which replaced the Trade marks Act 1940. Again the 1958 Act was replaced by the
Trademark Act 1999 due to the implementation of international conventions like TRIPS
agreement and some other developments like colour combination and three-dimensional

Similarly, in reference to patents, in 1948 government appointed the patents enquiry

committee to review the working of patent laws in India. The committee submitted its report
in 1950 and the patent Bill 1953 was introduced in the parliament, but lapsed. Again in 1965
the Patents Bill, based on the recommendations of J. Ayyanger committee’s report,
introduced and it again, lapsed due to the dissolution of Lok Sabha. Finally, in 1970 the
existing Patents Bill was passed. Likewise, the Design Act was passed in year 2000 on the
place of 1911 Design Act.

Through time the laws of various countries started to incorporate protection to intellectual
creativity, though they are independent. There are two factors in lumping intellectual property
rights together. These are:

 Historical Basis- The convention establishing the WIPO was signed in Stockholm
in 1967 and entered into force in 1970. However, the origin of WIPO goes back to
1883the Paris Convention on industrial property and 1886 the Berne Convention on
copyright. Both were placed under the supervision of the Swiss Federal Government.
Initially there were two secretaries (one for industrial property, and other for
copyright). However, in 1893 the two secretaries united. United International
Bureaux for the Protection of IP (BIRPI) became WIPO.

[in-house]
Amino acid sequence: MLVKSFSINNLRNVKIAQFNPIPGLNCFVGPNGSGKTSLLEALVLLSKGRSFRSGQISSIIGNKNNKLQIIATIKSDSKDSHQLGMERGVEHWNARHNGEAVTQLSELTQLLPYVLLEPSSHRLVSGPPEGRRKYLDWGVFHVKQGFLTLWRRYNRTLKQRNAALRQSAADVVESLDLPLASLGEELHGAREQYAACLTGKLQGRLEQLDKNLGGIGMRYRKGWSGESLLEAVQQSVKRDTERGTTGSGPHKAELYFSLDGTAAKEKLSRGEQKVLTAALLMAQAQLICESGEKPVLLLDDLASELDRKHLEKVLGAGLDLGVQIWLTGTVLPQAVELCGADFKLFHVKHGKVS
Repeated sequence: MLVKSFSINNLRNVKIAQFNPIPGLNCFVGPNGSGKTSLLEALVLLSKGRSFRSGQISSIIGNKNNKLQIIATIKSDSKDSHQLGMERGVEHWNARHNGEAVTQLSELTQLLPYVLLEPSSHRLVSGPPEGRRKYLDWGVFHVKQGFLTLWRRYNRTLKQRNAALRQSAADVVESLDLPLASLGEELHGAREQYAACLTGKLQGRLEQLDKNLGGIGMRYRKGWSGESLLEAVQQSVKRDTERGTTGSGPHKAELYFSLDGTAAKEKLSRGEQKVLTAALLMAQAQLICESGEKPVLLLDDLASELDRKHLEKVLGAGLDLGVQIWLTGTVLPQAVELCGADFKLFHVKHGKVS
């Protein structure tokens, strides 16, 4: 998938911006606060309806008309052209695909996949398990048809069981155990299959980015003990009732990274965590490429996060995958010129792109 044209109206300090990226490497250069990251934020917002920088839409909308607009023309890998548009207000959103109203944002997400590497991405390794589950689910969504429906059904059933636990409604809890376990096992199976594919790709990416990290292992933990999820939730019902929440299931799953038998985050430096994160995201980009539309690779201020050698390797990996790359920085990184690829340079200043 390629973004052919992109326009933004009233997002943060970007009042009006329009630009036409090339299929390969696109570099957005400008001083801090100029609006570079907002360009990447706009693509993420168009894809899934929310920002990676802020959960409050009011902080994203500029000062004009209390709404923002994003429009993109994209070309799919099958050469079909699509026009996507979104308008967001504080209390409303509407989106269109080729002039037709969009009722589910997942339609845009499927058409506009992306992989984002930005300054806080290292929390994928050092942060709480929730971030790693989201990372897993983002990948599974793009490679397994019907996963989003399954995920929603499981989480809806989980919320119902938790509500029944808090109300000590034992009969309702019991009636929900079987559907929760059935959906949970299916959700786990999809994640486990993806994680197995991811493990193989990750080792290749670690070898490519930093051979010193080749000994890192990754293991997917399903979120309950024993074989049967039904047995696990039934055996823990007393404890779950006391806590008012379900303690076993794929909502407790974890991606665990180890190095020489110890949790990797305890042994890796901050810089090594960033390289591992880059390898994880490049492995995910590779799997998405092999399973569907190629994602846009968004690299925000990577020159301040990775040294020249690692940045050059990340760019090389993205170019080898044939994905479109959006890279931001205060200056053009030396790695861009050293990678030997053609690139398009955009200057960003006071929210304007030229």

 Conceptual Basis- IP rights objects (enterprises) are inherently inappropriate. They

are intangible by nature. Use by others cannot be denied by using the possession of
a property first created. Once you have written a book and published it then the public
may make use of that property

The scope of intellectual property rights is very wide. The field encompasses such legal concept
as trademarks, patents, designs as well as copyright. All these legal concepts deal in one way or
the other with the protection of the fruits of man’s creative efforts. The man who thinks up a
distinctive and original name, device or get-up to market his goods in order to make the goods
easily recognizable or even more attractive to the average purchaser, and had over a period of time
procured through the quality of his goods substantial goodwill for the name, device or get up,
deserves some protection for such name, device or getup, and he is indeed protected by the law of
trade marks. The man who spends money, energy, ingenuity and time in conducting research and
inventing a new machine, discover a new device or process is protected by the law of patents. The
man who designs a new shape for a motor car or settee or designs a new pattern for textiles is also
creative. He is protected by the law of designs. The man who writes a new song, or story, or the